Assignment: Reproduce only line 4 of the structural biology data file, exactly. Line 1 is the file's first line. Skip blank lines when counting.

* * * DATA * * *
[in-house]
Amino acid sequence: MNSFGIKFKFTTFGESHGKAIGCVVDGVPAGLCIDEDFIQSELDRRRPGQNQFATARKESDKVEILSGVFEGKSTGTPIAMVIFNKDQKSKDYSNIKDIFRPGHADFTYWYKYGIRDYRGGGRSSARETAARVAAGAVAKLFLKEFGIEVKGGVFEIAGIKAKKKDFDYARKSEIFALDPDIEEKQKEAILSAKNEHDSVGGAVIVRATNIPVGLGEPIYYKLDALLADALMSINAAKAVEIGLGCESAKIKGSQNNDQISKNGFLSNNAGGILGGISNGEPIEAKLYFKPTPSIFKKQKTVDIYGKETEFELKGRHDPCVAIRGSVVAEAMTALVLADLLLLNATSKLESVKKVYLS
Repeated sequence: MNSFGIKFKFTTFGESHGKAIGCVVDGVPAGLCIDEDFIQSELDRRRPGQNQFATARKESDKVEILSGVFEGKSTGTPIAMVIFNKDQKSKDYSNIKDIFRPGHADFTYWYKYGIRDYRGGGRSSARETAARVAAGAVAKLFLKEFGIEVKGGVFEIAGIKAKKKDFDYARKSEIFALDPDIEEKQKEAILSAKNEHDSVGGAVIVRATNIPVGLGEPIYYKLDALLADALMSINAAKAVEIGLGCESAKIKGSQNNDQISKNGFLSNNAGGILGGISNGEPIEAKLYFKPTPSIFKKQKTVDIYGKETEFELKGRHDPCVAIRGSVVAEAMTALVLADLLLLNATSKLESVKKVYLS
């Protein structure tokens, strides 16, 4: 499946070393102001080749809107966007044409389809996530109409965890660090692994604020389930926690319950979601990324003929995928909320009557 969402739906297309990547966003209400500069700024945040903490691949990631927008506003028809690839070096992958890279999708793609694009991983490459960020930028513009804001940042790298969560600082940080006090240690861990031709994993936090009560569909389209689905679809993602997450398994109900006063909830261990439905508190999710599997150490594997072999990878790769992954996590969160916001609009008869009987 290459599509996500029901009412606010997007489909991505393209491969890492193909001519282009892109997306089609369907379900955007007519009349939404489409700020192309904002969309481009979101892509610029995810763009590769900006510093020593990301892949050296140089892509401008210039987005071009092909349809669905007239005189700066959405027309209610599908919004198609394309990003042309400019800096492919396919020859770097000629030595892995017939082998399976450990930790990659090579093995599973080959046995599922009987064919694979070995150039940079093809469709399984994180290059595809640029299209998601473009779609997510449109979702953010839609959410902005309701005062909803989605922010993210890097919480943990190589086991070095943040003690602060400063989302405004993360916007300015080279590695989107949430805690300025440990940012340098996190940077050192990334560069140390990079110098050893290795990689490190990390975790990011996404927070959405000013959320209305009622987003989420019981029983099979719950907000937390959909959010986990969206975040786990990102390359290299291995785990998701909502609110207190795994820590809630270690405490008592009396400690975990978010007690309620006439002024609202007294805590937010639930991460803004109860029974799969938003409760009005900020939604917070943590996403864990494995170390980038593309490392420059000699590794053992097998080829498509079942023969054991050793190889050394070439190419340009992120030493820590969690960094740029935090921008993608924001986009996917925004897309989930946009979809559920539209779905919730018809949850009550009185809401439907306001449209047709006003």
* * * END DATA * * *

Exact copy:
């Protein structure tokens, strides 16, 4: 499946070393102001080749809107966007044409389809996530109409965890660090692994604020389930926690319950979601990324003929995928909320009557 969402739906297309990547966003209400500069700024945040903490691949990631927008506003028809690839070096992958890279999708793609694009991983490459960020930028513009804001940042790298969560600082940080006090240690861990031709994993936090009560569909389209689905679809993602997450398994109900006063909830261990439905508190999710599997150490594997072999990878790769992954996590969160916001609009008869009987 290459599509996500029901009412606010997007489909991505393209491969890492193909001519282009892109997306089609369907379900955007007519009349939404489409700020192309904002969309481009979101892509610029995810763009590769900006510093020593990301892949050296140089892509401008210039987005071009092909349809669905007239005189700066959405027309209610599908919004198609394309990003042309400019800096492919396919020859770097000629030595892995017939082998399976450990930790990659090579093995599973080959046995599922009987064919694979070995150039940079093809469709399984994180290059595809640029299209998601473009779609997510449109979702953010839609959410902005309701005062909803989605922010993210890097919480943990190589086991070095943040003690602060400063989302405004993360916007300015080279590695989107949430805690300025440990940012340098996190940077050192990334560069140390990079110098050893290795990689490190990390975790990011996404927070959405000013959320209305009622987003989420019981029983099979719950907000937390959909959010986990969206975040786990990102390359290299291995785990998701909502609110207190795994820590809630270690405490008592009396400690975990978010007690309620006439002024609202007294805590937010639930991460803004109860029974799969938003409760009005900020939604917070943590996403864990494995170390980038593309490392420059000699590794053992097998080829498509079942023969054991050793190889050394070439190419340009992120030493820590969690960094740029935090921008993608924001986009996917925004897309989930946009979809559920539209779905919730018809949850009550009185809401439907306001449209047709006003």